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University Library

Systematic Reviews

Systematic Reviews are most frequently conducted in the fields of education, health & medicine, social policy or psychology. Increasingly, with the focus on multidisciplinary research, researchers in other areas may find yourselves involved in conducting or supporting a systematic review.

Whilst Durham University Library does not currently offer a dedicated systematic review support service, the Library may be able to help. Whether you are involved in a systematic review for the first time as part of your postgraduate study or a grant proposal, or have previous experience conducting one as part of wider research projects, the resources collected here offer practical guidance and support, and you can contact your department's Liaison Librarian for assistance in constructing effective and comprehensive search strategies and identifying appropriate resources.


Definition

"A Systematic Review is a literature review that is designed to locate, appraise and synthesise the best available evidence relating to a specific research question and provide informative and evidence-based answers." (Boland et al, 2014)

It aims to review the available research evidence with the same level of rigour that should be used in producing the research evidence in the first place (Hemingway & Brereton, 2009), taking steps to "reduce/make transparent hidden bias and 'error'" (Newman & Dickson, 2012) and allowing "potentially unmanageable amounts of literature to be managed in a scientifically credibel and reliable way (Torgerson, Hall & Light, 2012).

To achieve this, a Systematic Review seeks to:

  • answer a pre-defined and clearly formulated research question.
  • use a transparent, comprehensive and pre-defined (to reduce the potential bias in the search and identification process) search strategy to locate the best available evidence, and to allow others to replicate that search process.
  • set and apply pre-defined inclusion and exclusion criteria (to reduce potential bias in the selection process) for research evidence identified as part of the search process.
  • critically assess the selected studies in terms of quality and relevance, and to identify and account for potential bias.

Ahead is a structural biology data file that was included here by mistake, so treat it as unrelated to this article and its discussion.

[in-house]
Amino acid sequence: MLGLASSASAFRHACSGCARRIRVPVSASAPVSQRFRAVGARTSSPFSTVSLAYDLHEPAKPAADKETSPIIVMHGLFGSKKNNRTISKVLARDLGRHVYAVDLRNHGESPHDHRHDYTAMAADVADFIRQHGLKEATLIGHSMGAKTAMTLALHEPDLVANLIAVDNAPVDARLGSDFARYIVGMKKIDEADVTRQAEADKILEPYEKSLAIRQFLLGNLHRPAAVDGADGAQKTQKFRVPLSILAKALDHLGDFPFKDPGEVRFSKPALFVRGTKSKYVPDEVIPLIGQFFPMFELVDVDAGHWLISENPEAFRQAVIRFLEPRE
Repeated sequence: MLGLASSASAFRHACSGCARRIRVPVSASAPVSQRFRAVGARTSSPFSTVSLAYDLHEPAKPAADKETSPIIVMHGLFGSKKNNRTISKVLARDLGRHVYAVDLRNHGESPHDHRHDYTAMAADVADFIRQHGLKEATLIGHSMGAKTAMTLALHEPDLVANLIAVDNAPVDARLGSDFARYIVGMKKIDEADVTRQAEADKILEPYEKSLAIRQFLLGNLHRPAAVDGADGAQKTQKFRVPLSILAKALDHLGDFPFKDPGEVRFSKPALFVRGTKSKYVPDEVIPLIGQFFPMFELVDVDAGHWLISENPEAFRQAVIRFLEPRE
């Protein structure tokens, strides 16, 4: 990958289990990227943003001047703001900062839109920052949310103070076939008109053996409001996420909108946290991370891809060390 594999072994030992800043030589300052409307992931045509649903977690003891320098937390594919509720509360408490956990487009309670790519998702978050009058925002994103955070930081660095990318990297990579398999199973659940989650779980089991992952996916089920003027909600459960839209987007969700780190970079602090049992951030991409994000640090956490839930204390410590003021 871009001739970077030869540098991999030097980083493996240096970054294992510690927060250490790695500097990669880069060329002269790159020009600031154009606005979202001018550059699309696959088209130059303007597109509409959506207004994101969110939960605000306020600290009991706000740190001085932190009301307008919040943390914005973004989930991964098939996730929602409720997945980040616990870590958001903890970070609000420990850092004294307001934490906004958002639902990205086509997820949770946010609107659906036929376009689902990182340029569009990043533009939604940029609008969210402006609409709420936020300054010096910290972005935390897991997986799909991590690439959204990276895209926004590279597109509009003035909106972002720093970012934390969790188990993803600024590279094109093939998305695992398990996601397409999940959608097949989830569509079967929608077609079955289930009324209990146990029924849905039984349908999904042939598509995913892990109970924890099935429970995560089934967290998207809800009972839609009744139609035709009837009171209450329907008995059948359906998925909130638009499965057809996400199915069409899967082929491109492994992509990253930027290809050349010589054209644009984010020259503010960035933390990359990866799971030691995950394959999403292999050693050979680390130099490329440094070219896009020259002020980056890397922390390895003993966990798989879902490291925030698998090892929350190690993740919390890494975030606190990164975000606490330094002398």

• provide a balance and impartial summary and interpretation of the findings of the studies, drawing any relevant conclusions or identifying any identified gaps or flaws in the available research evidence.

The end goal is to produce more reliable findings that can be used to inform future decision-making in that field (Higgins & Green, 2011).


Systematic Review vs Literature Review

A Systematic Review is not just a 'big' literature review. Whilst both seek to provide a summary of the available literature on a topic, a Systematic Review is expected to be more rigorous, and ultimately to be transparent and replicable.

Systematic Review Literature Review
Objectives Focussed on and by a single, pre-determined research question, with clear objectives identified and stated prior to conducting the primary search of the literature. Not necessarily focussed on a single research question. May describe an overview around a theme or topic of research. Clear objectives for the literature search may not be clearly identified.
Preparation Methods of identification, selection, evaluation and synthesis are pre-defined to minimise the risk of bias. Methods of identification, selection, evaluation and synthesis may change subject to authors changing awareness and knowledge of evidence presented, building in the authors subjective knowledge and bias into the review.
Design & Methodology Based on clear identifiable steps with the purpose of being replicable. No clear rationale, based on expert substantive knowledge of author(s).
Selection of Evidence